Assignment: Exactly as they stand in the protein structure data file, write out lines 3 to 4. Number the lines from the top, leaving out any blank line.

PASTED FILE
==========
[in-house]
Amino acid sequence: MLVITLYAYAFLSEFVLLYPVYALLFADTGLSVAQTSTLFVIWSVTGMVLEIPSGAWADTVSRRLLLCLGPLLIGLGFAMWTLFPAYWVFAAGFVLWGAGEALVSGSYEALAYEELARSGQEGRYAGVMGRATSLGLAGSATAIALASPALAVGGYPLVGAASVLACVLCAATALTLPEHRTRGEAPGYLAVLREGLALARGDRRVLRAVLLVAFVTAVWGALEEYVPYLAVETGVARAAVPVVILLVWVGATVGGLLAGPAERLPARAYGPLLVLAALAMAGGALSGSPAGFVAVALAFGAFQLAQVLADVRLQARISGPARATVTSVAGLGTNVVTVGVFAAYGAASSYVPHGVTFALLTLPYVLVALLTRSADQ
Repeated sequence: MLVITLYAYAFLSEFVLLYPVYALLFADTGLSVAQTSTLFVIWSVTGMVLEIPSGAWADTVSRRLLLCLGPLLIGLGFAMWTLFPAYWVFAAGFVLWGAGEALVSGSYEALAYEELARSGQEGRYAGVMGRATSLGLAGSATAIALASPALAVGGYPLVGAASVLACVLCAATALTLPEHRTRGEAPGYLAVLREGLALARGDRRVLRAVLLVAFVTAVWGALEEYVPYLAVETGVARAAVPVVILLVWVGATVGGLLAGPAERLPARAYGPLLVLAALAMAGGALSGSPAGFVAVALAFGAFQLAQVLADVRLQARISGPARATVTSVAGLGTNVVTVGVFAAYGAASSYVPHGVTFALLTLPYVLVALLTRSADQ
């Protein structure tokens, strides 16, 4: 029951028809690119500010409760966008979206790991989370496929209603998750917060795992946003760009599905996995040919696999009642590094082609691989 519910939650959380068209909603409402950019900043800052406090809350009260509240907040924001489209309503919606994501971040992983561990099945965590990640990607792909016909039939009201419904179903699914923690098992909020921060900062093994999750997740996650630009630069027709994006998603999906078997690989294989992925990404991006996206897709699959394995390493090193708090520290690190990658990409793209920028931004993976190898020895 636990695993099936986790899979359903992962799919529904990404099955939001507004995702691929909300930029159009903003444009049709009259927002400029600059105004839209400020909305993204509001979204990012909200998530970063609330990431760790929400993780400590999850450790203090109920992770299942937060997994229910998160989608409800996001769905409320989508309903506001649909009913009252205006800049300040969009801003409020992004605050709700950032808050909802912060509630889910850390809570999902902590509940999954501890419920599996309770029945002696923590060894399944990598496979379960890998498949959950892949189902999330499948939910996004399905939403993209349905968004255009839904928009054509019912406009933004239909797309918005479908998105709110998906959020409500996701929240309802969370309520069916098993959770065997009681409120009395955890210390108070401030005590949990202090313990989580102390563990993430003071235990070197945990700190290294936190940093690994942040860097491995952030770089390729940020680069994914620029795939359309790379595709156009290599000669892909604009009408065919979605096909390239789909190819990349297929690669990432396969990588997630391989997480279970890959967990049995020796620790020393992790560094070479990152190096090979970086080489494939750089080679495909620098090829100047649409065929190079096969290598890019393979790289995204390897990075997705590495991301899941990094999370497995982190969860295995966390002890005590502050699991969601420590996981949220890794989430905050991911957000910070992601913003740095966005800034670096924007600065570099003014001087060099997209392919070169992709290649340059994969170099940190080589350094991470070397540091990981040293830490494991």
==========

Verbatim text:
Repeated sequence: MLVITLYAYAFLSEFVLLYPVYALLFADTGLSVAQTSTLFVIWSVTGMVLEIPSGAWADTVSRRLLLCLGPLLIGLGFAMWTLFPAYWVFAAGFVLWGAGEALVSGSYEALAYEELARSGQEGRYAGVMGRATSLGLAGSATAIALASPALAVGGYPLVGAASVLACVLCAATALTLPEHRTRGEAPGYLAVLREGLALARGDRRVLRAVLLVAFVTAVWGALEEYVPYLAVETGVARAAVPVVILLVWVGATVGGLLAGPAERLPARAYGPLLVLAALAMAGGALSGSPAGFVAVALAFGAFQLAQVLADVRLQARISGPARATVTSVAGLGTNVVTVGVFAAYGAASSYVPHGVTFALLTLPYVLVALLTRSADQ
């Protein structure tokens, strides 16, 4: 029951028809690119500010409760966008979206790991989370496929209603998750917060795992946003760009599905996995040919696999009642590094082609691989 519910939650959380068209909603409402950019900043800052406090809350009260509240907040924001489209309503919606994501971040992983561990099945965590990640990607792909016909039939009201419904179903699914923690098992909020921060900062093994999750997740996650630009630069027709994006998603999906078997690989294989992925990404991006996206897709699959394995390493090193708090520290690190990658990409793209920028931004993976190898020895 636990695993099936986790899979359903992962799919529904990404099955939001507004995702691929909300930029159009903003444009049709009259927002400029600059105004839209400020909305993204509001979204990012909200998530970063609330990431760790929400993780400590999850450790203090109920992770299942937060997994229910998160989608409800996001769905409320989508309903506001649909009913009252205006800049300040969009801003409020992004605050709700950032808050909802912060509630889910850390809570999902902590509940999954501890419920599996309770029945002696923590060894399944990598496979379960890998498949959950892949189902999330499948939910996004399905939403993209349905968004255009839904928009054509019912406009933004239909797309918005479908998105709110998906959020409500996701929240309802969370309520069916098993959770065997009681409120009395955890210390108070401030005590949990202090313990989580102390563990993430003071235990070197945990700190290294936190940093690994942040860097491995952030770089390729940020680069994914620029795939359309790379595709156009290599000669892909604009009408065919979605096909390239789909190819990349297929690669990432396969990588997630391989997480279970890959967990049995020796620790020393992790560094070479990152190096090979970086080489494939750089080679495909620098090829100047649409065929190079096969290598890019393979790289995204390897990075997705590495991301899941990094999370497995982190969860295995966390002890005590502050699991969601420590996981949220890794989430905050991911957000910070992601913003740095966005800034670096924007600065570099003014001087060099997209392919070169992709290649340059994969170099940190080589350094991470070397540091990981040293830490494991």